Melander steps down as St. Paul Building Trades’ top officer

(Michael Moore, Union Advocate) Harry Melander has stepped down after 10 years as the executive secretary of the St. Paul Building and Construction Trades Council, which swore Don Mullin into office as Melander’s successor in the full-time position at a delegate meeting tonight. Delegates voted unanimously to elect Mullin at a meeting last month. They also elected Tom McCarthy of Plumbers Local 34 to serve as president. McCarthy replaces Local 34’s Stan Theis, who retired earlier this year.

Although Melander is stepping down from the St. Paul Building Trades, he will continue to serve as president of the Minnesota Building and Construction Trades Council, a part-time position. Two years remain on his term in office.

To facilitate a smooth transition in leadership, Mullin began working alongside Melander in the Building Trades’ office last month. Mullin acknowledged he has big shoes to fill in his new job.

“Harry has so much knowledge and so many connections,” Mullin said. “He understands that all of the Trades have a part to play. He understands what the ‘Fitters are doing, what the Plumbers are doing, what the Ironworkers are doing and the rest.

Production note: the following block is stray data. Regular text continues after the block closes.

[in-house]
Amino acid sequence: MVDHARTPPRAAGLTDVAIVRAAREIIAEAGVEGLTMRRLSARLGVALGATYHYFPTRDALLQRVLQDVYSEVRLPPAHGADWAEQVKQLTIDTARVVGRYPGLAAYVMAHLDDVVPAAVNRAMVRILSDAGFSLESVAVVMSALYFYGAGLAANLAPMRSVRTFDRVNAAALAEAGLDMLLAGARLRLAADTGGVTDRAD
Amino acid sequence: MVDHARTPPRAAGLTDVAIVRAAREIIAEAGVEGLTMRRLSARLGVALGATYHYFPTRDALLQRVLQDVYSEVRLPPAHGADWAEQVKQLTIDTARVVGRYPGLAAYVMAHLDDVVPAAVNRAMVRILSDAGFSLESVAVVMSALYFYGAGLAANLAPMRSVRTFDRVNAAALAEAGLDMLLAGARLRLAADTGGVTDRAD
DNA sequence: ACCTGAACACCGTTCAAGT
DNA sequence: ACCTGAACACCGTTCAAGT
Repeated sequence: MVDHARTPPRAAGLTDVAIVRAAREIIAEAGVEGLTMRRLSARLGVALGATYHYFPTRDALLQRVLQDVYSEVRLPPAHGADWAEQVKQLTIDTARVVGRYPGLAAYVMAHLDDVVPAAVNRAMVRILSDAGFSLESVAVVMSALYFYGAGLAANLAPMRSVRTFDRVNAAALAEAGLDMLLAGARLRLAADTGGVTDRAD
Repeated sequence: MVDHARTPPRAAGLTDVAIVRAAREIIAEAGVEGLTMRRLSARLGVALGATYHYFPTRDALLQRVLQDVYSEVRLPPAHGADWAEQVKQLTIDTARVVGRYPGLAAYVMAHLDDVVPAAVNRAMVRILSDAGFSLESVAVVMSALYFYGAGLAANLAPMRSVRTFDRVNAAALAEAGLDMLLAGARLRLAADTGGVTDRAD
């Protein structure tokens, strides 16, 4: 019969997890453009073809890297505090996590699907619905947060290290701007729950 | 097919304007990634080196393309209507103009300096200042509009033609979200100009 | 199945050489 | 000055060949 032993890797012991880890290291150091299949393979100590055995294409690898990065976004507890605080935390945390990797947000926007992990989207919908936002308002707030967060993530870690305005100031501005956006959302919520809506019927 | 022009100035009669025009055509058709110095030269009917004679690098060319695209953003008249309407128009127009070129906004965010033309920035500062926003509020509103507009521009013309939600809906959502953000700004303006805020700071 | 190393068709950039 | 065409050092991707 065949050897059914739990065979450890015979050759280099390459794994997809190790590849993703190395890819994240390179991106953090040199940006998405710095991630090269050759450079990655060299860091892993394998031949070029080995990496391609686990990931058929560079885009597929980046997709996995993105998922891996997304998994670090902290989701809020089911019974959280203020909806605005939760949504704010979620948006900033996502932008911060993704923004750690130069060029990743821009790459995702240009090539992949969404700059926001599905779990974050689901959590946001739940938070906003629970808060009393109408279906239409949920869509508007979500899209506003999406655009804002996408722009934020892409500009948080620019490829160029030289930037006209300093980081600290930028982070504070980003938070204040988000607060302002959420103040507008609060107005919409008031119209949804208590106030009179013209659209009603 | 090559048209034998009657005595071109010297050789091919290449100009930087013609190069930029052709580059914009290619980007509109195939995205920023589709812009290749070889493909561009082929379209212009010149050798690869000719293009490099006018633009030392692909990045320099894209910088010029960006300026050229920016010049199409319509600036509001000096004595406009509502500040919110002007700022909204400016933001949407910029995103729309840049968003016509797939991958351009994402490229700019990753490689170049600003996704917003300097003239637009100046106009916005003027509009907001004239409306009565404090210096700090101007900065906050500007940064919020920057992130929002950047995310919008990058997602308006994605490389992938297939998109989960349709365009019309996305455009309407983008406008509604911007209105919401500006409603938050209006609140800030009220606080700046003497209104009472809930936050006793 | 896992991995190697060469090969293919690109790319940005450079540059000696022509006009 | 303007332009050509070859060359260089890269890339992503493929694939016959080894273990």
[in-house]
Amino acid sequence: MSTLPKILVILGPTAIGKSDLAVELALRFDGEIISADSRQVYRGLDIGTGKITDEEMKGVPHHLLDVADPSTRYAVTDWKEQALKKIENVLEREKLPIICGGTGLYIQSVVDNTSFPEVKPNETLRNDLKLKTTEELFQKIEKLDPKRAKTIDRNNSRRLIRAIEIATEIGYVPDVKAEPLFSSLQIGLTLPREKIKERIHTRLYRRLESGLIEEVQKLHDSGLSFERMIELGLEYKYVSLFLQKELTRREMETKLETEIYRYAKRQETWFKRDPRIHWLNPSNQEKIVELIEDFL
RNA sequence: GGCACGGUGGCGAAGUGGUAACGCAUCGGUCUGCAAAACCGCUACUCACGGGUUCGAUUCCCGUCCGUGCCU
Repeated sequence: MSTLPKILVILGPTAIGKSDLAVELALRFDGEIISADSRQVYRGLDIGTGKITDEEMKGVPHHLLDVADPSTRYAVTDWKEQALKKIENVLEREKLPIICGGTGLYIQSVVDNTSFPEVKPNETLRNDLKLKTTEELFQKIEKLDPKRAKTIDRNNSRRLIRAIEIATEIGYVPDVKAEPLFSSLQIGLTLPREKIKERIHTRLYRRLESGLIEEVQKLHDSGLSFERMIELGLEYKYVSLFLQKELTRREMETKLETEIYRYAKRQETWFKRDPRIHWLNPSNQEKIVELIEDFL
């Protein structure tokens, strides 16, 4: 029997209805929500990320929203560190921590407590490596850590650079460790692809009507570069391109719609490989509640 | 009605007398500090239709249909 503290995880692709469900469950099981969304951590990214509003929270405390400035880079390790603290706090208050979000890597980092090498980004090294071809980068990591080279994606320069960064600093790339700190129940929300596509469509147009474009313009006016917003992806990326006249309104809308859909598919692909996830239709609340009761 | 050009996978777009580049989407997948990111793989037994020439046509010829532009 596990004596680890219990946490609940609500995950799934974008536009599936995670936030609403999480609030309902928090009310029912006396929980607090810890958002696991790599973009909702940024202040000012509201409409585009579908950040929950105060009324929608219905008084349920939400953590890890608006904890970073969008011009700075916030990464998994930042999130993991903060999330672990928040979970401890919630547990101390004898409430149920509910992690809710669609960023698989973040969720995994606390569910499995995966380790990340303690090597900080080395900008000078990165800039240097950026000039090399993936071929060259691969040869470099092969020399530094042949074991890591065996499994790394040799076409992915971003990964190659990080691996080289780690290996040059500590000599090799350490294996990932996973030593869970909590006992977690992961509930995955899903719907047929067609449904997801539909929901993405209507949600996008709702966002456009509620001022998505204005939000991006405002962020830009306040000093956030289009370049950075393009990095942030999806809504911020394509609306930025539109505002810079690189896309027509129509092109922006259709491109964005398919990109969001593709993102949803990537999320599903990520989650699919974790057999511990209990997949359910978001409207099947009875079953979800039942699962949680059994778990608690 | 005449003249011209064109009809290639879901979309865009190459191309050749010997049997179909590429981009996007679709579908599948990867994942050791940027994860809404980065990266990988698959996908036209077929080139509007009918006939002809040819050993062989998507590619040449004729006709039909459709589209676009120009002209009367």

“He’s done so much, given back so much to St. Paul and the state of Minnesota. He really cares about people and the advancement of the middle class.”

Harry Melander, second from left, shown in a Union Advocate file photo from 1988, when he was president of Carpenters Local 87. Melander and Al Garcia of Centro Cultural Chicano spoke at a press conference deploring conditions at a construction site in Bloomington that employed migrant workers.

Harry Melander is second from left in this Union Advocate file photo from 1988, when he was president of Carpenters Local 87. Melander and Al Garcia of Centro Cultural Chicano spoke at a press conference deploring conditions at a construction site in Bloomington that employed migrant workers.

A ‘lasting impact’ on St. Paul

A member of the Carpentersunion, Melander rose to the position of president in Local 87 before going to work full time as a business representative for the St. Paul Building Trades in 1997, assisting then-Executive Secretary Dick Anfang.

Anfang and his predecessor in office, Bill Peterson, reached out to elected officials, community leaders and developers, cultivating relationships, Melander said, that would create jobs for Building Trades union members for years to come. Melander’s focus over the last 10 years has been on maintaining those relationships – and building new ones.

“We have a great relationship with cities, counties and school boards in the area,” Melander said. “I’ve been fortunate enough to have an excellent mayor to work with in St. Paul, as well as the City Council.”

The admiration is mutual, St. Paul Mayor Chris Coleman said.

“Harry is a good friend and has been an incredible public servant for the City of Saint Paul,” Coleman said. “He is a strong advocate for women and immigrants entering the Building Trades, a determined and resolute trade unionist and an unwavering voice for job creation and economic development.